A week ago, Carlos Ghosn was sitting atop one of the world's most powerful auto empires. Now, he's sitting in a Tokyo jail cell.
The dramatic downfall of the iconic global business leader is a tale of bombshell allegations, corporate intrigue and simmering cultural tensions.
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A 40-year auto industry veteran, Ghosn brought together three big carmakers — Renault (RNSDF) of France and Japan's Nissan (NSANY) and Mitsubishi Motors (MMTOF) — with the aim of rivaling the top dogs: Volkswagen (VLKAF), Toyota (TM) and General Motors (GM).
His vision appeared to be working: Ghosn's alliance makes one out of every nine cars sold around the world. But its future has now been cast into doubt after he was arrested in Japan, ousted as chairman of Nissan and Mitsubishi, and sidelined at Renault.
The Brazilian-born executive is accused of taking advantage of his position at the top of Nissan, which he ran for more than 15 years. The allegations include concealing millions of dollars of personal income and using company assets for his own benefit.
As his reputation is trashed and the empire he built comes under strain, Ghosn is stuck in a Tokyo jail cell, facing the prospect of 10 years in prison if convicted. He's yet to respond publicly to the allegations. (Japan's public broadcaster NHK, citing unnamed sources, reported over the weekend that Ghosn has denied the allegations.)
What has Ghosn allegedly done?
Ghosn was detained by Tokyo prosecutors last Monday when he reportedly stepped off a flight from Beirut, where he grew up. His arrest followed an internal investigation at Nissan that the company said found "significant acts of misconduct" over many years, including understating his income in financial reports and misusing company assets.
Prosecutors allege that he and another Nissan director, Greg Kelly, collaborated to understate Ghosn's income by about 5 billion yen ($44 million) over a five-year period ending in March 2015.
NHK reported that Ghosn also failed to properly disclose homes that were provided for him by Nissan in four different countries. The broadcaster added that prosecutors suspect Ghosn may have pocketed money that was meant for other Nissan executives.
Nissan, which hasn't confirmed the details reported by NHK and other Japanese news outlets, has accused Kelly of being the "mastermind" behind the scheme.
How did we get here?
Ghosn was named Nissan CEO in 2001 and is credited with pulling off a stunning turnaround at the company, which was in financial trouble at the time.
Since then, he has engineered deeper integration between Nissan and Renault. Mitsubishi joined the alliance in 2016 after Nissan bought a 34% stake in it. Together, the three companies employ more than 470,000 people in nearly 200 countries.
But the partnership is unequal. Nissan, which is much bigger and sells more vehicles than Renault, holds only a 15% non-voting stake in the French company. Renault holds a much more powerful 43% shareholding in Nissan.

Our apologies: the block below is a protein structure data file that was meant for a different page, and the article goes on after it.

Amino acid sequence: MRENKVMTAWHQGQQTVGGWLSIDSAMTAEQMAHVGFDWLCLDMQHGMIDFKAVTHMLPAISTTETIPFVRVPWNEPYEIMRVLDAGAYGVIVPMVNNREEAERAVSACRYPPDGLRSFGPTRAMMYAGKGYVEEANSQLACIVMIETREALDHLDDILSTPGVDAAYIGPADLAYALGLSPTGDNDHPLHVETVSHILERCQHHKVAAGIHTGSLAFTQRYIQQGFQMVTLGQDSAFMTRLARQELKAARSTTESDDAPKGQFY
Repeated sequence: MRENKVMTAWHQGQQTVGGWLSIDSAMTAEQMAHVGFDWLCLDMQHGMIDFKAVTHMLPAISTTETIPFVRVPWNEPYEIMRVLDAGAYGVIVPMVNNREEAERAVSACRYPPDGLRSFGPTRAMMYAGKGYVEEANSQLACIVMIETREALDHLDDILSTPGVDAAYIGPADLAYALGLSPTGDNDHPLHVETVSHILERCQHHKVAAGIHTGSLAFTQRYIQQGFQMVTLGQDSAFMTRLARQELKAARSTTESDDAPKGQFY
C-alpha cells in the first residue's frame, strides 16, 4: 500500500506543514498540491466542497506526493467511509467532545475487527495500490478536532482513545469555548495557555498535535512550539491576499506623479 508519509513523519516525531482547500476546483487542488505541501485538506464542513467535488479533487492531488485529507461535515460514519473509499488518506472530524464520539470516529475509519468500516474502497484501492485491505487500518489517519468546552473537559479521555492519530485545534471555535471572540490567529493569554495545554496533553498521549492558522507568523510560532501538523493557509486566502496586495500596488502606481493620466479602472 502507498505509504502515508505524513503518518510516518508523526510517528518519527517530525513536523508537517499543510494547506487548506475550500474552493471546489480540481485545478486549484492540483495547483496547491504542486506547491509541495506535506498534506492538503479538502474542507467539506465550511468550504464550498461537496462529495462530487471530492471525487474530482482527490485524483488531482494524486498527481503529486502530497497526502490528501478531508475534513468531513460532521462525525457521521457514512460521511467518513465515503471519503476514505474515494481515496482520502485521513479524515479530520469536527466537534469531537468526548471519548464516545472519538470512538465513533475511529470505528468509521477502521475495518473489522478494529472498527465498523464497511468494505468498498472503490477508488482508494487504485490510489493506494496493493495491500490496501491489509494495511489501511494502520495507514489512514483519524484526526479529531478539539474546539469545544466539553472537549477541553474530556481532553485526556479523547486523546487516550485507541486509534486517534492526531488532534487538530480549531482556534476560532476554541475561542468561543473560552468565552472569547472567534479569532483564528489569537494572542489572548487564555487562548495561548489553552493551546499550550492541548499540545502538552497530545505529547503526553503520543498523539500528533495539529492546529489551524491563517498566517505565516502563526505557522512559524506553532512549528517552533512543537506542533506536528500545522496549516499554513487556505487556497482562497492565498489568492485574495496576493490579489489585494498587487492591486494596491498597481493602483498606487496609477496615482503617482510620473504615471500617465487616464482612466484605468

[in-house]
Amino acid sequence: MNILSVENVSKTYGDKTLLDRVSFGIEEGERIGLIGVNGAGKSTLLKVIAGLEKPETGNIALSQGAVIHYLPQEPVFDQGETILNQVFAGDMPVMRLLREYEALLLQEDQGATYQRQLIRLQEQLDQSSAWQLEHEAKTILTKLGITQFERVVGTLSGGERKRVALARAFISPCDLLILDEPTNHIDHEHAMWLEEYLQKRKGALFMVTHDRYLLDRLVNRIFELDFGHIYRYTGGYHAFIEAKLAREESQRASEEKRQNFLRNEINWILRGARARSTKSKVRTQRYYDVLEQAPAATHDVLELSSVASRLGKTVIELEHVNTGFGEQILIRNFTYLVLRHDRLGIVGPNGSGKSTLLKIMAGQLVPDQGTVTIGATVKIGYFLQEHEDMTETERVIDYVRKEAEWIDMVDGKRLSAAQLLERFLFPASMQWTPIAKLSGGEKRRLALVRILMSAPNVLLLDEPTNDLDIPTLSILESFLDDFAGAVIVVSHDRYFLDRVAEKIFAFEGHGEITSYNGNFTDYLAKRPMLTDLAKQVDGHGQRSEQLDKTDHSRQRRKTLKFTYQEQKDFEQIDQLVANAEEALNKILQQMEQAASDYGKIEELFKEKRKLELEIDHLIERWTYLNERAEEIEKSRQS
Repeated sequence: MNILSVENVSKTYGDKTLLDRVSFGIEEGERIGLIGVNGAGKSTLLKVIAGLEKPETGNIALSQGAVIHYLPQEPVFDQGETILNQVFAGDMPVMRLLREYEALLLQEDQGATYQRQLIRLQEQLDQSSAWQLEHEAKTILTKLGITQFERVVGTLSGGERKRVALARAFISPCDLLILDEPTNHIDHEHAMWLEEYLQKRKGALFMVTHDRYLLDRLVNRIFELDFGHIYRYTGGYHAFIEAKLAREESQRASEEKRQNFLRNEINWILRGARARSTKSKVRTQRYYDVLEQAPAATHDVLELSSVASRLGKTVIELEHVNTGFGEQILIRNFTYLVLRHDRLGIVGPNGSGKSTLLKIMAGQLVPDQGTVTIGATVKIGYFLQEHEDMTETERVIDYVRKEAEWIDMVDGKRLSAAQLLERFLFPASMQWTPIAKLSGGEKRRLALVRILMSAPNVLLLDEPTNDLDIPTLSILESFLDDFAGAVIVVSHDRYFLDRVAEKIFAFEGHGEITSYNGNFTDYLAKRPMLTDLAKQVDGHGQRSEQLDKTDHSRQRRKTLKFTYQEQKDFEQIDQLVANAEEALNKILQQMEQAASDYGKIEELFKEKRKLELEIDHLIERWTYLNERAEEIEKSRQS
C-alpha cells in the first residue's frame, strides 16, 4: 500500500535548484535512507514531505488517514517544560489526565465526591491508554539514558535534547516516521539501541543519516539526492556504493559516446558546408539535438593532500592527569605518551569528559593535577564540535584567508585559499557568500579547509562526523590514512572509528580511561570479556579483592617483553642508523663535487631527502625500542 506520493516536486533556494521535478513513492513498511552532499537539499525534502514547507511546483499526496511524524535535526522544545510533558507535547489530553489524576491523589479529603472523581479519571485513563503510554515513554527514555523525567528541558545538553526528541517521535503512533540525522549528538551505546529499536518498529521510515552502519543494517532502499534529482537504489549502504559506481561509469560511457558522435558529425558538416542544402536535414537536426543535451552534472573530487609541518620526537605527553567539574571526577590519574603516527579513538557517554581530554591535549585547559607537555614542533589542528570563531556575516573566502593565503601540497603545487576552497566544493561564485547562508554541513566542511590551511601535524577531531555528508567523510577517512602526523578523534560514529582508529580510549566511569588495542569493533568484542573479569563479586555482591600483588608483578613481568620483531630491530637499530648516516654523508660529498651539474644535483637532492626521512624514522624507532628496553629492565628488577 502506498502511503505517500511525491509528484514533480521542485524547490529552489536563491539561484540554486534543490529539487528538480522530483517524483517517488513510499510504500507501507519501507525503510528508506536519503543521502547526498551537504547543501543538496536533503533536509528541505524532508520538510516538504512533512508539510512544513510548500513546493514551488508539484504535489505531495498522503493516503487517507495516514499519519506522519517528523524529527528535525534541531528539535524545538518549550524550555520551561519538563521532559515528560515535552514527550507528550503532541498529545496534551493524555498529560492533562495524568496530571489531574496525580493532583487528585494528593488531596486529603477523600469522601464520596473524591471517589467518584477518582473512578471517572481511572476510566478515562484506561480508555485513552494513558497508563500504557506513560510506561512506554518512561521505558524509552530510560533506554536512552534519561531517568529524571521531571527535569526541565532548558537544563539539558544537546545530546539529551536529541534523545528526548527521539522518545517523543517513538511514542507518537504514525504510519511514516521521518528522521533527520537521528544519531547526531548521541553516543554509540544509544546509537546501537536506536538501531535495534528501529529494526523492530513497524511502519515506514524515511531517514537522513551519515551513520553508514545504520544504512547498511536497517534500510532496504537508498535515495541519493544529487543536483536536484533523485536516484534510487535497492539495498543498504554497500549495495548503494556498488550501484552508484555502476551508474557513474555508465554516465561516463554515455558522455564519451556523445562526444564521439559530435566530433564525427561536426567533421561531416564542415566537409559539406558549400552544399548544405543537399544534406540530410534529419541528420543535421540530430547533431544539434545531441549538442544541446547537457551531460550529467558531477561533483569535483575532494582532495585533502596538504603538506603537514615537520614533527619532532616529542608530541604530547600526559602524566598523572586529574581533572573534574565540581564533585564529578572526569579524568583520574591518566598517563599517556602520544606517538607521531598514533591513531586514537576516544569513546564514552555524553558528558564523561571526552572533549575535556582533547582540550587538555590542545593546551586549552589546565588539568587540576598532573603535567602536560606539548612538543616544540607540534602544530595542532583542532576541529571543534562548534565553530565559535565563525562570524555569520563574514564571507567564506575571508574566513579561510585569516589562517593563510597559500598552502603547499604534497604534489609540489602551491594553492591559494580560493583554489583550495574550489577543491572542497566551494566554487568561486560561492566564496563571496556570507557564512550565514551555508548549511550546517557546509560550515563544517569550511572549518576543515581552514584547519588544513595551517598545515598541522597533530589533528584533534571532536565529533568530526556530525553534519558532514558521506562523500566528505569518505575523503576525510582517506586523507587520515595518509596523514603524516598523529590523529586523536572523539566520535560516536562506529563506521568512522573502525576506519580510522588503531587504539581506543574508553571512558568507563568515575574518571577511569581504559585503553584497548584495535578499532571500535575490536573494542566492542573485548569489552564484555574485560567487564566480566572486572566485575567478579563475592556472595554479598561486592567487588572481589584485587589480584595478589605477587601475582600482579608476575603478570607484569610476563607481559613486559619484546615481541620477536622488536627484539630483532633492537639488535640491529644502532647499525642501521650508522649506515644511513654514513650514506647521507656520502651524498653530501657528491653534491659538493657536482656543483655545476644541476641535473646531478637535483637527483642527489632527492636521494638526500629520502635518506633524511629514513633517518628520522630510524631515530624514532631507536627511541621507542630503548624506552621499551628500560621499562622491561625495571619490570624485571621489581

"In pure monetary terms, Renault has been getting a better deal than Nissan," analysts at investment firm SC Capital wrote last week.
Some analysts suggest that this has stirred discontent among Nissan executives, who were also uncomfortable about the possibility of Renault and Ghosn seeking for a full-blown merger.
A number of analysts and commentators have suggested that Ghosn was the victim of a "palace coup" by Nissan executives nervous over how much power he had accumulated.
Asked about the coup speculation, a Nissan spokesman said that the company "believes strongly that the investigation revealed serious misconduct spanning multiple years" and that the actions it took against Ghosn were "fully necessary."
What's next for Ghosn?
Japanese prosecutors have yet to indict Ghosn, a French citizen who grew up in Lebanon, on any charges. He is being held at a detention center in Tokyo, where prisoners are typically fed basic meals three times a day and sleep on Japanese futons.
Prosecutors on Wednesday received permission to detain Ghosn for a further 10 days as they continue questioning him. He is being given access to his lawyer and to French consular services.
His long Nissan career is almost certainly over. Its board members unanimously voted on Thursday night to oust Ghosn as chairman following a lengthy meeting.
The board of directors at Mitsubishi followed suit on Monday, voting unanimously to remove Ghosn as chairman.
Renault stopped short of firing Ghosn last week as its chairman and CEO, instead appointing an interim replacement.
What's the future of the alliance?
Both Nissan and Renault have said Ghosn's arrest won't affect the alliance. Officials from the French and Japanese governments have echoed those sentiments.
"The long-standing alliance partnership with Renault remains unchanged," Nissan said Thursday after firing Ghosn, adding that it would try to "minimize the potential impact and confusion."
But a great deal of uncertainty remains. Analysts say Ghosn was the force that held the three companies together.
A nightmare scenario for Nissan could arise if prosecutors fail to bring a successful case against Ghosn and he returns as Renault chairman. The SC Capital analysts speculated that Ghosn could retaliate by trying to kick Nissan out of the alliance and seeking a tie-up with a bigger rival like GM instead.
That is probably unlikely, as the costs of the alliance failing would be huge. The companies estimate they save over 5 billion euros ($5.7 billion) every year by sharing technology and other resources.
"If the entire alliance blows up badly ... that would be the worst strategic mistake made by an automaker in decades," said Travis Lundy, an analyst at investment research network Smartkarma.